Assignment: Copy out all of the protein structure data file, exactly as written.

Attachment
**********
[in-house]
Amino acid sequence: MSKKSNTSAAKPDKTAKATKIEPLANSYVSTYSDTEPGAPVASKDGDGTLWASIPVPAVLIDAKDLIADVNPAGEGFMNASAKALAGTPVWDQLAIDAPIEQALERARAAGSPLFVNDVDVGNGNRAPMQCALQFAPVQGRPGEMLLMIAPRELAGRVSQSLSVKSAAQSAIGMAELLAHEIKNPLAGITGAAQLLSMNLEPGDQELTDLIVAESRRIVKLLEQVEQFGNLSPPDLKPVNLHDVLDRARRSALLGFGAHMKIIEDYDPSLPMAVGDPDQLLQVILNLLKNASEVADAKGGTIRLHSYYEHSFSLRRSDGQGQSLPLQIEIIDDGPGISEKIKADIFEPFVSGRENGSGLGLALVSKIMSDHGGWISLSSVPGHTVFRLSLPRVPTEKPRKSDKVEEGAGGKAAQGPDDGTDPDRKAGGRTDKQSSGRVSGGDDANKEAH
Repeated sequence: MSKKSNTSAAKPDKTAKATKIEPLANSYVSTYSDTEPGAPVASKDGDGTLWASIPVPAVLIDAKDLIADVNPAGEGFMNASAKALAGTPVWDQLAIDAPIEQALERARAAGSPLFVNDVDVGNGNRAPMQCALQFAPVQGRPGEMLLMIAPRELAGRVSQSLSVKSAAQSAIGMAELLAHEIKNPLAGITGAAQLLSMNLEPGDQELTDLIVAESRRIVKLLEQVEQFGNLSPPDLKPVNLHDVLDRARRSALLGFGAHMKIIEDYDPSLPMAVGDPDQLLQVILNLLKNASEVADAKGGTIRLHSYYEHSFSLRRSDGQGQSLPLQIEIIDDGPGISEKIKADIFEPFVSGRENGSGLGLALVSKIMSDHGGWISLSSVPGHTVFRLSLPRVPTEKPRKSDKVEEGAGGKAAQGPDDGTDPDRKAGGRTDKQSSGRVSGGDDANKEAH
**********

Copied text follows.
[in-house]
Amino acid sequence: MSKKSNTSAAKPDKTAKATKIEPLANSYVSTYSDTEPGAPVASKDGDGTLWASIPVPAVLIDAKDLIADVNPAGEGFMNASAKALAGTPVWDQLAIDAPIEQALERARAAGSPLFVNDVDVGNGNRAPMQCALQFAPVQGRPGEMLLMIAPRELAGRVSQSLSVKSAAQSAIGMAELLAHEIKNPLAGITGAAQLLSMNLEPGDQELTDLIVAESRRIVKLLEQVEQFGNLSPPDLKPVNLHDVLDRARRSALLGFGAHMKIIEDYDPSLPMAVGDPDQLLQVILNLLKNASEVADAKGGTIRLHSYYEHSFSLRRSDGQGQSLPLQIEIIDDGPGISEKIKADIFEPFVSGRENGSGLGLALVSKIMSDHGGWISLSSVPGHTVFRLSLPRVPTEKPRKSDKVEEGAGGKAAQGPDDGTDPDRKAGGRTDKQSSGRVSGGDDANKEAH
Repeated sequence: MSKKSNTSAAKPDKTAKATKIEPLANSYVSTYSDTEPGAPVASKDGDGTLWASIPVPAVLIDAKDLIADVNPAGEGFMNASAKALAGTPVWDQLAIDAPIEQALERARAAGSPLFVNDVDVGNGNRAPMQCALQFAPVQGRPGEMLLMIAPRELAGRVSQSLSVKSAAQSAIGMAELLAHEIKNPLAGITGAAQLLSMNLEPGDQELTDLIVAESRRIVKLLEQVEQFGNLSPPDLKPVNLHDVLDRARRSALLGFGAHMKIIEDYDPSLPMAVGDPDQLLQVILNLLKNASEVADAKGGTIRLHSYYEHSFSLRRSDGQGQSLPLQIEIIDDGPGISEKIKADIFEPFVSGRENGSGLGLALVSKIMSDHGGWISLSSVPGHTVFRLSLPRVPTEKPRKSDKVEEGAGGKAAQGPDDGTDPDRKAGGRTDKQSSGRVSGGDDANKEAH